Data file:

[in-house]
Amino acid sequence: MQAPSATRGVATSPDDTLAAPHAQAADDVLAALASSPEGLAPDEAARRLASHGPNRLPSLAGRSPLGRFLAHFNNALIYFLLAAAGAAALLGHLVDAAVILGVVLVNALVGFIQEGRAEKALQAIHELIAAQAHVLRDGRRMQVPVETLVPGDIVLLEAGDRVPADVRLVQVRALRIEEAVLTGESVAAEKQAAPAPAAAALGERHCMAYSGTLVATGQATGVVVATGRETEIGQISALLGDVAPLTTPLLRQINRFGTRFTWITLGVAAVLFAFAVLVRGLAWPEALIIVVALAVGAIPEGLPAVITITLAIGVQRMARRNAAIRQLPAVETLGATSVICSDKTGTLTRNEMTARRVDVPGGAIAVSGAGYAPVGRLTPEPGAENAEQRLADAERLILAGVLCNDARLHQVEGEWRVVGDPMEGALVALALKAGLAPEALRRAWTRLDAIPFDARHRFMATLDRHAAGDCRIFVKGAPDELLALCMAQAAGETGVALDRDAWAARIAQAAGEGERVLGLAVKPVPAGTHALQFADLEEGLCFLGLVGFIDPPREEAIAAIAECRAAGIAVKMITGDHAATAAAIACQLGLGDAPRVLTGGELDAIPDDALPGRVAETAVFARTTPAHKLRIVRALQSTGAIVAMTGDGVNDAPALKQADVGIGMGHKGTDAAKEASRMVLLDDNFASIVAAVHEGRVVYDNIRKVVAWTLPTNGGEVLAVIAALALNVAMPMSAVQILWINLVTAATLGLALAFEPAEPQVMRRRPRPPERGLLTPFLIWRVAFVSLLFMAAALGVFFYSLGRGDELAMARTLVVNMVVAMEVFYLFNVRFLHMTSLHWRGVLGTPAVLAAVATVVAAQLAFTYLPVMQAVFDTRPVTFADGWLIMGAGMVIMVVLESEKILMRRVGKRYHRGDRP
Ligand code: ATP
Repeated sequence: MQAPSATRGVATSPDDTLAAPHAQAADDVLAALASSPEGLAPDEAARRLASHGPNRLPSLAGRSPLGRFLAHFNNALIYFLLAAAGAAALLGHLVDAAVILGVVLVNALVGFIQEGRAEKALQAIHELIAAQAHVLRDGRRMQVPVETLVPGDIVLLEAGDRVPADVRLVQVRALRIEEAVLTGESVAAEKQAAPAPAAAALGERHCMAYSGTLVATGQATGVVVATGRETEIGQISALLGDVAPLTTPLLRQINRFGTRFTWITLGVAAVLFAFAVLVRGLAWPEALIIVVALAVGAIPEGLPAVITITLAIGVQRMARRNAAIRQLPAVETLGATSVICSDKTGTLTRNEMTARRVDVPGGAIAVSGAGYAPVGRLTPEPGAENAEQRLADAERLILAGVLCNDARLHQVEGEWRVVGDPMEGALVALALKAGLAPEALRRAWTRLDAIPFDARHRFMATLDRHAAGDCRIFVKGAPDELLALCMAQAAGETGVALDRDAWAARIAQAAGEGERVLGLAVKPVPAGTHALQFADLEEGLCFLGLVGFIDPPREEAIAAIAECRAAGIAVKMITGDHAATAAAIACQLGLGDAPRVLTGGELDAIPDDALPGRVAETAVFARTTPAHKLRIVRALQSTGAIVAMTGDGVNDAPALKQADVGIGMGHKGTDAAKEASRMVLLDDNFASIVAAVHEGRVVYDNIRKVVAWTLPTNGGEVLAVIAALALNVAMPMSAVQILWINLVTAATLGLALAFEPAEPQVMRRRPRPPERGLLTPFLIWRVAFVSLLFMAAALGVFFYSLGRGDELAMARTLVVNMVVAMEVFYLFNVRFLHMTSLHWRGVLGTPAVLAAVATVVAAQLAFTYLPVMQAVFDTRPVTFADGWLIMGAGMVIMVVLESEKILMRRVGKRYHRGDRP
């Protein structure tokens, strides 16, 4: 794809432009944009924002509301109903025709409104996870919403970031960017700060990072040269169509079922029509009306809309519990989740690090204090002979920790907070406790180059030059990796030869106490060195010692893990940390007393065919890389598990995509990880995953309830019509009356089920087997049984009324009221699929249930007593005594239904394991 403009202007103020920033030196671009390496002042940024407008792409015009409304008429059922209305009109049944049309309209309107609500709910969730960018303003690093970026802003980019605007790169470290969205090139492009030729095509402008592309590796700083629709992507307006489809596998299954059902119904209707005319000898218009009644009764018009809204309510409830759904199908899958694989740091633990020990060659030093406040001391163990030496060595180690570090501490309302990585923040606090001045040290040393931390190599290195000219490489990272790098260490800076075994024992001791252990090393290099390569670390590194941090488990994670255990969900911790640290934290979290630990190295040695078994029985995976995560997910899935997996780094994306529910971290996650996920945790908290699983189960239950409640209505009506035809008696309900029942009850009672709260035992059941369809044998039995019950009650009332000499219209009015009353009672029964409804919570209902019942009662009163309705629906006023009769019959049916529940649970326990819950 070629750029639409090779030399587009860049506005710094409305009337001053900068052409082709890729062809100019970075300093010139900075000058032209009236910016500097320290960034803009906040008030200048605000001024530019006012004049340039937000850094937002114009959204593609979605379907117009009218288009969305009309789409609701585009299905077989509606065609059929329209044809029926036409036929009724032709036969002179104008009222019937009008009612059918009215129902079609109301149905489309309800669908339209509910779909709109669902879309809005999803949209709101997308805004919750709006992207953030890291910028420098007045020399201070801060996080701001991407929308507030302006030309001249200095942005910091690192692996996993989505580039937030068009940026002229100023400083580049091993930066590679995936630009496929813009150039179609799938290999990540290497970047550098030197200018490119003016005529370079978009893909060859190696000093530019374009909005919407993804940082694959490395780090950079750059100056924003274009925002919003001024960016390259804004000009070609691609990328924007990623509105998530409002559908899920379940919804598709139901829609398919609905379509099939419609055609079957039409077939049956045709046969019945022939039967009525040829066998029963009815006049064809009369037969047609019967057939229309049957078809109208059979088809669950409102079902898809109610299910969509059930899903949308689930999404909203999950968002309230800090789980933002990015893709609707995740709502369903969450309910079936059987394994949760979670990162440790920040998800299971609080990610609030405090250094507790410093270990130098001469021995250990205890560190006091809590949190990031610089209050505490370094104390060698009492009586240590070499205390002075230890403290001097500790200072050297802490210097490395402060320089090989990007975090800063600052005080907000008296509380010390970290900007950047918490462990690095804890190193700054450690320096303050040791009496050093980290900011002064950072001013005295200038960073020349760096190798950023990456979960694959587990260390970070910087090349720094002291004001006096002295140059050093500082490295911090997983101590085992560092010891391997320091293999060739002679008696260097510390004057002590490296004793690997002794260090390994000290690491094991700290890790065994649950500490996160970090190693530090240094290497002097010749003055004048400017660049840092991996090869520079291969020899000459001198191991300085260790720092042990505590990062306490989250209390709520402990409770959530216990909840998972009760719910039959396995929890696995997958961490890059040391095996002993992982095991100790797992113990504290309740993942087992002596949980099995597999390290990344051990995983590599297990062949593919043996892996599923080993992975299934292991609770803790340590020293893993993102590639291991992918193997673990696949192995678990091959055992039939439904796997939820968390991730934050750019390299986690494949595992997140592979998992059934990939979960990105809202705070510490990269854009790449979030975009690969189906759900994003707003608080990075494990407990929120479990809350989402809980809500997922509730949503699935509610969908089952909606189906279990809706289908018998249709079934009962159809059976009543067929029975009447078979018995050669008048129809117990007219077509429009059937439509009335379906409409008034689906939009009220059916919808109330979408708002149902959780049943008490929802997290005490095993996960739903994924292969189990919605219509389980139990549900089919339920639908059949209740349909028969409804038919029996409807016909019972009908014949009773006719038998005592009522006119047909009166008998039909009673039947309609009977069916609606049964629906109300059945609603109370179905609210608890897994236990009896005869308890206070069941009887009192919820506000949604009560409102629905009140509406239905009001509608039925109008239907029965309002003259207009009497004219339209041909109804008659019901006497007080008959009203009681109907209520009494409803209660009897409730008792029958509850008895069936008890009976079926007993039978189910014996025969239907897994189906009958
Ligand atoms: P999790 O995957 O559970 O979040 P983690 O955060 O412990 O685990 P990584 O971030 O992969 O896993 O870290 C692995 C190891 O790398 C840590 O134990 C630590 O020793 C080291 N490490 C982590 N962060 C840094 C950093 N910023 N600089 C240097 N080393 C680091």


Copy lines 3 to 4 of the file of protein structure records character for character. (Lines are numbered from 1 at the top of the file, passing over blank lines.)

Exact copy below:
Ligand code: ATP
Repeated sequence: MQAPSATRGVATSPDDTLAAPHAQAADDVLAALASSPEGLAPDEAARRLASHGPNRLPSLAGRSPLGRFLAHFNNALIYFLLAAAGAAALLGHLVDAAVILGVVLVNALVGFIQEGRAEKALQAIHELIAAQAHVLRDGRRMQVPVETLVPGDIVLLEAGDRVPADVRLVQVRALRIEEAVLTGESVAAEKQAAPAPAAAALGERHCMAYSGTLVATGQATGVVVATGRETEIGQISALLGDVAPLTTPLLRQINRFGTRFTWITLGVAAVLFAFAVLVRGLAWPEALIIVVALAVGAIPEGLPAVITITLAIGVQRMARRNAAIRQLPAVETLGATSVICSDKTGTLTRNEMTARRVDVPGGAIAVSGAGYAPVGRLTPEPGAENAEQRLADAERLILAGVLCNDARLHQVEGEWRVVGDPMEGALVALALKAGLAPEALRRAWTRLDAIPFDARHRFMATLDRHAAGDCRIFVKGAPDELLALCMAQAAGETGVALDRDAWAARIAQAAGEGERVLGLAVKPVPAGTHALQFADLEEGLCFLGLVGFIDPPREEAIAAIAECRAAGIAVKMITGDHAATAAAIACQLGLGDAPRVLTGGELDAIPDDALPGRVAETAVFARTTPAHKLRIVRALQSTGAIVAMTGDGVNDAPALKQADVGIGMGHKGTDAAKEASRMVLLDDNFASIVAAVHEGRVVYDNIRKVVAWTLPTNGGEVLAVIAALALNVAMPMSAVQILWINLVTAATLGLALAFEPAEPQVMRRRPRPPERGLLTPFLIWRVAFVSLLFMAAALGVFFYSLGRGDELAMARTLVVNMVVAMEVFYLFNVRFLHMTSLHWRGVLGTPAVLAAVATVVAAQLAFTYLPVMQAVFDTRPVTFADGWLIMGAGMVIMVVLESEKILMRRVGKRYHRGDRP